In a start up type joint can be hard to value delayed compensation and whatever retirement plan they are putting you in. So certainly participate if its a good deal but savings for you will be primarily in regular, taxable brokerage accounts. 

Be aware that many delayed compensation plans require the company to still be in business to pay out, so you may need to take a hard look at the Bankruptcy risk of your small company,

Dpwyatt91

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Re: Young, single w/ high income. What should my strategy be?
« Reply #7 on: December 06, 2017, 04:29:17 AM »
You can still contribute to a roth. Look up about the roth back door. I made over the limit and was able to contribute. The process was easy. I use vanguard but I'm sure it wouldn't be hard with any institution. Look up the financebuff.com he has good info on it.

marty998

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Re: Young, single w/ high income. What should my strategy be?
« Reply #8 on: December 06, 2017, 04:40:42 AM »
Pay off the student loans. You should be able to knock it out tomorrow with the savings you have on hand. You can rebuild your savings easy in the next 2 months.

chasesfish

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Re: Young, single w/ high income. What should my strategy be?
« Reply #9 on: December 06, 2017, 05:40:00 AM »
Congrats on the success, you just got there a couple years before I did.  Don't be afraid of the deferred comp plan, it acts very similar.  I have one that my contributions go into after I maxed out a 401k. 

I would say keep this as simple as possible - Open a regular brokerage account with Vanguard or Fidelity and send the excess each month into an index fund.  I prefer Fidelity because I can walk into an office if I have a real issue to deal with, which has only happened twice in 10 years, but personal preference.

Once you get $100,000 saved up in that account plus paid off your loans, then worry about the more advanced advice.  Having $100,000 in a regular, accessible account is an incredible F-off fund.   I missed a couple investment opportunities in my late 20s because all my money was tied up in tax deferred accounts.  Remember, savings habits are 80-90% of the game, then comes the tax and fee optimization.  You're already there on fee optimization if you go with a Fidelity or Vanguard Index fund and they don't throw off a big tax liability if you don't sell them.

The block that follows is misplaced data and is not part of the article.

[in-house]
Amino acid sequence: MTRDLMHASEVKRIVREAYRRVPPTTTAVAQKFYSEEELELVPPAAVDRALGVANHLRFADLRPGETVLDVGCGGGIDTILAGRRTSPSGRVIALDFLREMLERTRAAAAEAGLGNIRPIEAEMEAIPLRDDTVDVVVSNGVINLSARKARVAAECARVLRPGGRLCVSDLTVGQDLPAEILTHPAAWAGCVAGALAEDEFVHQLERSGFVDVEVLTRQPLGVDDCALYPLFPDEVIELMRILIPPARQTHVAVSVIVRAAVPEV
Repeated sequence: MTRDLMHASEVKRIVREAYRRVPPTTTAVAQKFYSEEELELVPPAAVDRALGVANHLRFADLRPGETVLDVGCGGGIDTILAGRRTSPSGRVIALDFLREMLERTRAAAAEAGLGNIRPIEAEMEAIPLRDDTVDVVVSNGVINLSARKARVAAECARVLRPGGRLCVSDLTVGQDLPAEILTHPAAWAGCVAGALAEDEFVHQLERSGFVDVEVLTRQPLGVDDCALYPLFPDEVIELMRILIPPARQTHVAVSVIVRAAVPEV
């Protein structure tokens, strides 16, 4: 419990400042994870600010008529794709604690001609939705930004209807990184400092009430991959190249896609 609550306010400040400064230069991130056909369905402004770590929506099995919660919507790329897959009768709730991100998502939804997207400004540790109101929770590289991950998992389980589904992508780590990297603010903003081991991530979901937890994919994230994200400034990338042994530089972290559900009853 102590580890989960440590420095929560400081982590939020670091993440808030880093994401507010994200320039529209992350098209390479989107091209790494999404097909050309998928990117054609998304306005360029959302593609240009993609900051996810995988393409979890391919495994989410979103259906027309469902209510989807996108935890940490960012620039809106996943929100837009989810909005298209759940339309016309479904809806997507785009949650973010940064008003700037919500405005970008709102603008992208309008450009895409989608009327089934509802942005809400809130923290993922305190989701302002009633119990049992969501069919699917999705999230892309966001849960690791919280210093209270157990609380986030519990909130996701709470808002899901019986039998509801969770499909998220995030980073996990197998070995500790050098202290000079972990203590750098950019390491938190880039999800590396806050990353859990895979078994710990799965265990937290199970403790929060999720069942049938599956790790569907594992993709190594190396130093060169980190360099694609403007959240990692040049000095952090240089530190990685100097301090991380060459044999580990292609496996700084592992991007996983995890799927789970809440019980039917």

bognish

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Re: Young, single w/ high income. What should my strategy be?
« Reply #10 on: December 07, 2017, 10:21:45 AM »
I lived in SF from 2000 to 2008, so through 2 bust cycles. I kept expenses lowish while still enjoying the city, but put alot of excess income into a taxable fidelity account. That allowed me to bail to a lower cost location with great work experience once the real estate market tanked.

I would caution you to keep fixed costs and commitments low and remember that the income stream can be turned off as fast as turned on. Lots of people who had high fixed expenses and lifestyles had a lot of trouble during the city wide layoffs in 2001 & 2008.

When you are looking to rent in SF ride the public transit that you will commute on during rush hour. Some of the lines can be painfully slow or so packed you can't get on.

Bracken_Joy

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Re: Young, single w/ high income. What should my strategy be?
« Reply #11 on: December 07, 2017, 10:28:11 AM »
Treat the high earnings like it's temporary, because it could be. So- keep fixed expenses low whenever you can, and insure appropriately against disability, if not provided by your company. Stash cash now, in case the gravy train dries up. Cities boom and bust, industries boom and bust, and SF has been on a hell of an upswing. Be a bit of a pessimist, and save accordingly =)